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Title: Novel retrofit technologies incorporating silica aerogel for lower energy buildings
Authors: Dowson, Mark
Advisors: Harrison, DJ
Keywords: Dwellings;Insulation;Life cycle assessment;Refurbishment;Solar heating
Issue Date: 2012
Publisher: Brunel University School of Engineering and Design Theses
Abstract: The aim of this Engineering Doctorate is to design, build and test novel environmental retrofit technologies to reduce energy consumption in existing buildings. Three contributions to knowledge are documented. The first contribution is the technical verification of a novel proof-of-principle prototype incorporating translucent silica aerogel granules to improve the thermal performance of existing windows without blocking out all of the useful natural light. The study demonstrates that a 10 mm thick prototype panel can reduce heat loss by 80 %, without detrimental reductions in light transmission. Payback periods of 3.5-9.5 years are predicted if applied as openable shutters or removable secondary glazing. The second contribution is a streamlined life cycle assessment of silica aerogel following the ISO 14000 standards. The study assesses the raw materials and electricity use associated with two of the three known methods of aerogel production. Despite being produced in a laboratory that had not been refined for mass manufacture, the production energy and CO2 burden from aerogel production can be recovered within 0-2 years when applied in a glazing application. The third contribution is the development and verification of a novel solar air heater incorporating granular aerogel, retrofitted to an external south facing wall, preheating the air in a mechanical ventilation system with heat recovery on a hard-to-treat domestic property. During the 7-day in-situ test, peak outlet temperatures up to 45 °C were observed and validated to within 5 % of predictions, preheating the dwelling’s fresh air supply up to 30 °C, facilitating internal temperatures of 21-22 °C without auxiliary heating. The predicted financial and CO2 payback for a range of cover thicknesses is 7-13 years and 0-1 years, respectively. Efficiency up to 60 % and a financial payback of 4.5 years is predicted with an optimised design incorporating a 10 mm thick granular aerogel cover.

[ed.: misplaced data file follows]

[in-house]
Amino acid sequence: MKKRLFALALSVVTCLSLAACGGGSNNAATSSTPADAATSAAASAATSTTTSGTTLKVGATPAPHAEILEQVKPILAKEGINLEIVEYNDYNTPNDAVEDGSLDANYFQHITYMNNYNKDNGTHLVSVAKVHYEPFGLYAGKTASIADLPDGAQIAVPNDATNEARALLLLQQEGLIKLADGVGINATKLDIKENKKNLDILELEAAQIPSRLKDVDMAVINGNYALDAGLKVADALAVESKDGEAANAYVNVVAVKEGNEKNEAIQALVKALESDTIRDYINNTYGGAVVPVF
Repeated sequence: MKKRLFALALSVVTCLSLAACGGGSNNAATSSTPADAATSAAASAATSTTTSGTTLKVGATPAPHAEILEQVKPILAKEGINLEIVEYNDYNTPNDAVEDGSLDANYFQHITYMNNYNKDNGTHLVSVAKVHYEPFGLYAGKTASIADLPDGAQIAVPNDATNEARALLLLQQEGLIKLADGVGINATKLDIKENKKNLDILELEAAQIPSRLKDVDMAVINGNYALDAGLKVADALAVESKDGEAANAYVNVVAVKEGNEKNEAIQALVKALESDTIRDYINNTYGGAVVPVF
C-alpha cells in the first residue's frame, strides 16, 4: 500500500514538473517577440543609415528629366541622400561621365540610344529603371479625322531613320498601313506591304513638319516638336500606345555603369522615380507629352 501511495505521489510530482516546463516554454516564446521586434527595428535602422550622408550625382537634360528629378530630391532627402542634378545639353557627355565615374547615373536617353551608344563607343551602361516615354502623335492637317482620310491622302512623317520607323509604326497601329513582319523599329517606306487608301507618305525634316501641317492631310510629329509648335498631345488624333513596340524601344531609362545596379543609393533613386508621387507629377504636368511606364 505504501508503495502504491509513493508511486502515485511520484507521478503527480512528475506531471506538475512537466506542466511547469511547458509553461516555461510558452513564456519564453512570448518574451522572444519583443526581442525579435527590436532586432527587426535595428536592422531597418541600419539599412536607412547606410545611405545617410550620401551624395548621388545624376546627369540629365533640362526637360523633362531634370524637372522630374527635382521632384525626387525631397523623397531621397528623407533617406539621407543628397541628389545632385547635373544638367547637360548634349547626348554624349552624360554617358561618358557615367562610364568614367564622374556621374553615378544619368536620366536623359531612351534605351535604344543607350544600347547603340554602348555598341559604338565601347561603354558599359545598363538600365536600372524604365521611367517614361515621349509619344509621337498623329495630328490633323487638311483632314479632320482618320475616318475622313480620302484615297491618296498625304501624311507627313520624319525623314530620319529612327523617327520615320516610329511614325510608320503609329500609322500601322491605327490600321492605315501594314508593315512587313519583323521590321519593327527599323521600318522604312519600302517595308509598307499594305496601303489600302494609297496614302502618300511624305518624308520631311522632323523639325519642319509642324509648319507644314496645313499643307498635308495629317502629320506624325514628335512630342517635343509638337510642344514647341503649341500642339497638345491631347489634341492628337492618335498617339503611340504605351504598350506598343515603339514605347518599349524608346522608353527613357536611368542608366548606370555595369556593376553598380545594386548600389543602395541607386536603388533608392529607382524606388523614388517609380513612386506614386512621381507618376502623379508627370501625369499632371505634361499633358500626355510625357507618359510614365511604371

Description: This thesis was submitted for the degree of Doctor of Engineering and was awarded by Brunel University.
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Dept of Design Theses

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